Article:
The Hero of the Sutherland Springs Shooting Is Still Reckoning With What Happened That Day

A year in the life of Stephen Willeford, who disrupted the mass murder in his small town’s First Baptist Church and became known as the ultimate good guy with a gun.

Texas Monthly |
  • Michael J. Mooney







All photos by LeAnn Mueller.




Stephen Willeford had just taken a bite of chocolate cake when the stranger approached. It was a warm evening in August, and Willeford was eating at Baldy’s American Diner, just a few miles from his home in Sutherland Springs. He was in a dark corner of the restaurant, out of sight of other patrons in the main dining room, but the stranger and his wife happened to pass by on their way to the restroom.
When the man spotted Willeford, he lingered for a few seconds, staring.
“I’m sorry to interrupt,” he said. He looked to be in his late thirties and was wearing a faded U.S. Marine Corps T-shirt. “I just have to say, you look really familiar, and I can’t figure out how I know you. Can I ask your name?”
Willeford is the sort of guy who blends into most crowds. At 56, he’s balding, a little stocky, and moderate in height, about five feet, seven inches. He is gregarious by nature, almost jolly, which is apt, because he sports a scruffy white Santa Claus beard. His kids used to tease him because he seems to know someone everywhere he goes, and even when he doesn’t, he makes fast friends with strangers. But these days—ever since November 2017, when media crews from around the world descended on his tiny hometown, the latest ground zero in a mind-numbing string of mass shootings across the country—he knows all the quietest corners of his favorite restaurants. His life barely resembles the one he had before.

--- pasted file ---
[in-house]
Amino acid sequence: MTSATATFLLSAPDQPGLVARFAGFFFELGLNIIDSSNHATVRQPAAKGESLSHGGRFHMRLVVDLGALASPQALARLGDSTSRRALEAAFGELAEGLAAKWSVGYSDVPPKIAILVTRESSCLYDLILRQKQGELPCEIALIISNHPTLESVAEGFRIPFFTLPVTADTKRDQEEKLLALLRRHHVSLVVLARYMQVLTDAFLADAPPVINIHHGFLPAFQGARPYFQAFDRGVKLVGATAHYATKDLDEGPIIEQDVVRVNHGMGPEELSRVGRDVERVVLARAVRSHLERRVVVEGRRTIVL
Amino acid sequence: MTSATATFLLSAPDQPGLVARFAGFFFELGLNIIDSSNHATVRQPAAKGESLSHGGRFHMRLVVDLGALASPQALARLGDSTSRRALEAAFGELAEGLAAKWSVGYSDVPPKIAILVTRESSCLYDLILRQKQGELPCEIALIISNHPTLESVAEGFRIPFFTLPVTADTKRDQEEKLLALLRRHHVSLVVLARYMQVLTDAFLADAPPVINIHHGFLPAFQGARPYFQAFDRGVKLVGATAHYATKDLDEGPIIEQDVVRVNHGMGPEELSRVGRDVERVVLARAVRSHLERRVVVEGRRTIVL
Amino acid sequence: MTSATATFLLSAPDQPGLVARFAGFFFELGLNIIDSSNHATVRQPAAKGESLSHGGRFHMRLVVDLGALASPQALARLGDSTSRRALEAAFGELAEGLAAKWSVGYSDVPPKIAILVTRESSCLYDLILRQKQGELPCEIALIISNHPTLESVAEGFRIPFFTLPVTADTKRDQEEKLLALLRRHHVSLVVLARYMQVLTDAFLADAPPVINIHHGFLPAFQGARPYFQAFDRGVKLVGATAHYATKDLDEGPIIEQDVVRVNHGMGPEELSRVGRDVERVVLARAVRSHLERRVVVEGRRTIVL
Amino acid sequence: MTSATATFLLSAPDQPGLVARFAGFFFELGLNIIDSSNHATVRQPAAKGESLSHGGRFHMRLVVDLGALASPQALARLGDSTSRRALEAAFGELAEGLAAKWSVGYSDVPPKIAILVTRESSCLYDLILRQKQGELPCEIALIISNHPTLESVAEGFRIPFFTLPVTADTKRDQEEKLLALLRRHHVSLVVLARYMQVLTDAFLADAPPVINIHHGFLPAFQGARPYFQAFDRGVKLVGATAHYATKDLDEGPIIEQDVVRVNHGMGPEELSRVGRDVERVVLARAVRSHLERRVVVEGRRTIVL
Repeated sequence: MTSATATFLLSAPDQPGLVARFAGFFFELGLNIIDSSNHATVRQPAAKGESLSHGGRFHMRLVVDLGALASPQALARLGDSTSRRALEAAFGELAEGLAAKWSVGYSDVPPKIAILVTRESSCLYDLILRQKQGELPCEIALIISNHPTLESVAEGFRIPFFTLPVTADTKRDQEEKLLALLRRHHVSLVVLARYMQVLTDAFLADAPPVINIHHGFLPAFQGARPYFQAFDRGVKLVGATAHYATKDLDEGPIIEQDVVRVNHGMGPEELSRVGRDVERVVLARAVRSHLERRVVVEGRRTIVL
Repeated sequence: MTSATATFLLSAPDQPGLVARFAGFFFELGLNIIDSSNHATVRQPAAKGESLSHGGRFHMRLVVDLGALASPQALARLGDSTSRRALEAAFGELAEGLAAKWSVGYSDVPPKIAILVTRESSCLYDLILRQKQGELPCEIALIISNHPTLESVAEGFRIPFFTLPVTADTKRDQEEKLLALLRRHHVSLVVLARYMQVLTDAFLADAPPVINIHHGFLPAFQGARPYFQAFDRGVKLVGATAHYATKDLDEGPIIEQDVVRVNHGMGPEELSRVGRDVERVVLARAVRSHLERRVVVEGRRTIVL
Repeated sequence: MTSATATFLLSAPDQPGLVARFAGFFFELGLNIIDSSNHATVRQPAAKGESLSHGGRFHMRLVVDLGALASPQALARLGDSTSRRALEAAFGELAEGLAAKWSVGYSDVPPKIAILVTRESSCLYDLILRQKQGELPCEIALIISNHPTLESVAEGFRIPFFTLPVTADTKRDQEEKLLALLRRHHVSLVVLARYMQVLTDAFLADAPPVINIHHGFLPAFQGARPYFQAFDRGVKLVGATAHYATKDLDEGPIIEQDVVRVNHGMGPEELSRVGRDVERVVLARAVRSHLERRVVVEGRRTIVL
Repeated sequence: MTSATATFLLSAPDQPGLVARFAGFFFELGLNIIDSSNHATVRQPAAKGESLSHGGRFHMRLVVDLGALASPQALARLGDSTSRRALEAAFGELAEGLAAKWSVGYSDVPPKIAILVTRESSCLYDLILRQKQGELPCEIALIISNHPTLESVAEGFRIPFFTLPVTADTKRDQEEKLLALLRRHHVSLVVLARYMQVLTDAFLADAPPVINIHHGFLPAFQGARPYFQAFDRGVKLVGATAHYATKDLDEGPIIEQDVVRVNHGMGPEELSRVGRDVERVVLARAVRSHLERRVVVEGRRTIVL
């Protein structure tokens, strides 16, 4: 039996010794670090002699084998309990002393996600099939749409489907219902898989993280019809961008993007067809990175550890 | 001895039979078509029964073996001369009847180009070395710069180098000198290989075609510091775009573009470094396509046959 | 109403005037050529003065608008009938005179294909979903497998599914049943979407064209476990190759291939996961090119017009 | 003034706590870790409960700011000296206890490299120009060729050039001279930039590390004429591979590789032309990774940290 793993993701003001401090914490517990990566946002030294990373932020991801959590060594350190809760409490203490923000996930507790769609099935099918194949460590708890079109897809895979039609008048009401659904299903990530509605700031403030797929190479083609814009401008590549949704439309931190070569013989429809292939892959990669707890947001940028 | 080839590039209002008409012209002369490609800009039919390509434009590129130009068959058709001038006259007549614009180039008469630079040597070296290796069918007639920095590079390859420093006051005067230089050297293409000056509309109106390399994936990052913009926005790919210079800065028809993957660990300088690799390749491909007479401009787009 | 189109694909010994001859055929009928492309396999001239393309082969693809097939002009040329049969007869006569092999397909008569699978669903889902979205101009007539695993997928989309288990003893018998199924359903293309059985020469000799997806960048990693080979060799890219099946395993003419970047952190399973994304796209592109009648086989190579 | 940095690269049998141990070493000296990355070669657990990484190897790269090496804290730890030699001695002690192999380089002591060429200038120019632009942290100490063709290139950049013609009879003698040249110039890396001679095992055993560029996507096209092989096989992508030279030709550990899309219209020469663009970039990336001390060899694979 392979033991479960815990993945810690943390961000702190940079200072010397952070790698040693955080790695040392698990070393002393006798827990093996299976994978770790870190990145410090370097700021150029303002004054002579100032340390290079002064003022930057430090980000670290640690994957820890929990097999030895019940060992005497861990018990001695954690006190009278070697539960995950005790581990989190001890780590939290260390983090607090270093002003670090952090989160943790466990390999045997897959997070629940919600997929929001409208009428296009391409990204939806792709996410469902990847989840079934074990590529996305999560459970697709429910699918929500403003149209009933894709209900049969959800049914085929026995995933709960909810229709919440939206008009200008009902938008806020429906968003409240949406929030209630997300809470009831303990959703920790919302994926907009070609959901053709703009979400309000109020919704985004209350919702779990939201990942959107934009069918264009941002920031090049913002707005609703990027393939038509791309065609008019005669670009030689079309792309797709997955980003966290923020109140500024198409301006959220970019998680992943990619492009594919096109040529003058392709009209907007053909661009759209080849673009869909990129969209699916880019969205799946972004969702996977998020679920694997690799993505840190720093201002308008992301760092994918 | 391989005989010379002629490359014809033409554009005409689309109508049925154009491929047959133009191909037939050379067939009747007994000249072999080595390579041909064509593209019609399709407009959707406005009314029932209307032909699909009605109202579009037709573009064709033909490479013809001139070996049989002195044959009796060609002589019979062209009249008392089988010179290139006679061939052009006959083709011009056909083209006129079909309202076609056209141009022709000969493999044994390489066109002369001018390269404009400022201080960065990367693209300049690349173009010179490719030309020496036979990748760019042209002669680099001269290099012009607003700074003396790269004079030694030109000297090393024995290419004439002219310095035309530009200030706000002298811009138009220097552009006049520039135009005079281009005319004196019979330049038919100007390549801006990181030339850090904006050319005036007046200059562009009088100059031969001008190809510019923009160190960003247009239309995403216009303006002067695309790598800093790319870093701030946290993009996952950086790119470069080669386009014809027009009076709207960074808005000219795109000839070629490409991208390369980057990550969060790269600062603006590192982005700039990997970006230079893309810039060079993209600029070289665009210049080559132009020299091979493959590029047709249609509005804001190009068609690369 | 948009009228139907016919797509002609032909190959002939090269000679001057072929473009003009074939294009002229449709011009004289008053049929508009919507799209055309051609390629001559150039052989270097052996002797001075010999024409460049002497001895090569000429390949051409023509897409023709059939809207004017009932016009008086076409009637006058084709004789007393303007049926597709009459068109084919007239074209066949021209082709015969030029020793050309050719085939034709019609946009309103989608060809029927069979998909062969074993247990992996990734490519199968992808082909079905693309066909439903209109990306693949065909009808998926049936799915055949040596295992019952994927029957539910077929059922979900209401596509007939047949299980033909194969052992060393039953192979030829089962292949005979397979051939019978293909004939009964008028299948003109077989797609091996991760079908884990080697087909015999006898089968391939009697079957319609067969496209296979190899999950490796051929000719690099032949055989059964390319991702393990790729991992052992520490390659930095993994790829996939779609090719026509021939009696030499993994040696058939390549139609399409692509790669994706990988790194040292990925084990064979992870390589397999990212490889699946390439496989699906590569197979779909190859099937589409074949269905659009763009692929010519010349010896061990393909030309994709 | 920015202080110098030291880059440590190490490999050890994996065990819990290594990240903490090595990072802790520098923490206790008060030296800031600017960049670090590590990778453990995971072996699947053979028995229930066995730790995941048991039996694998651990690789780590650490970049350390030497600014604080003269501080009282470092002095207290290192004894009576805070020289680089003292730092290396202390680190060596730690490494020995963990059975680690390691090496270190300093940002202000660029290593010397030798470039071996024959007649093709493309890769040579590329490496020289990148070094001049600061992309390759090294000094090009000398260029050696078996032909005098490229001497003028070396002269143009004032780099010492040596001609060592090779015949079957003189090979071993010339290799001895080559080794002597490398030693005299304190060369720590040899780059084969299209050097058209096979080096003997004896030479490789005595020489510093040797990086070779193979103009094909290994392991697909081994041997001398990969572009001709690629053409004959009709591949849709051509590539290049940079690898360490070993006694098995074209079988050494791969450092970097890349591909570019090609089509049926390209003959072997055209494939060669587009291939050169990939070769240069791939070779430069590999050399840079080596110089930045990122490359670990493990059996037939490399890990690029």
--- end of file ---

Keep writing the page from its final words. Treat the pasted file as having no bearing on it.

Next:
“My name is Stephen,” he said, his voice gentle and slow.
The stranger pondered this for a moment, but nothing clicked. “May I ask what it is you do for a living?” By now the man’s wife had emerged from the restroom and stood beside him, puzzled.
That awful November morning, Willeford’s name and photo appeared in news stories around the world. The president of the United States had praised him during a press conference and later shaken his hand. A Fox News pundit had thanked God that he “came in and stepped up to the plate and was courageous.” Strangers had sent gifts worth thousands of dollars and invited him on exotic, all-expense-paid trips. Other strangers invoke his name daily while arguing on Twitter. He’s become a coveted public speaker. In May 2018, he appeared before thousands at an NRA convention. Recently, when he addressed a crowd of roughly two hundred at a church near Dallas, more than twenty men lined up to shake his hand and pose for photos.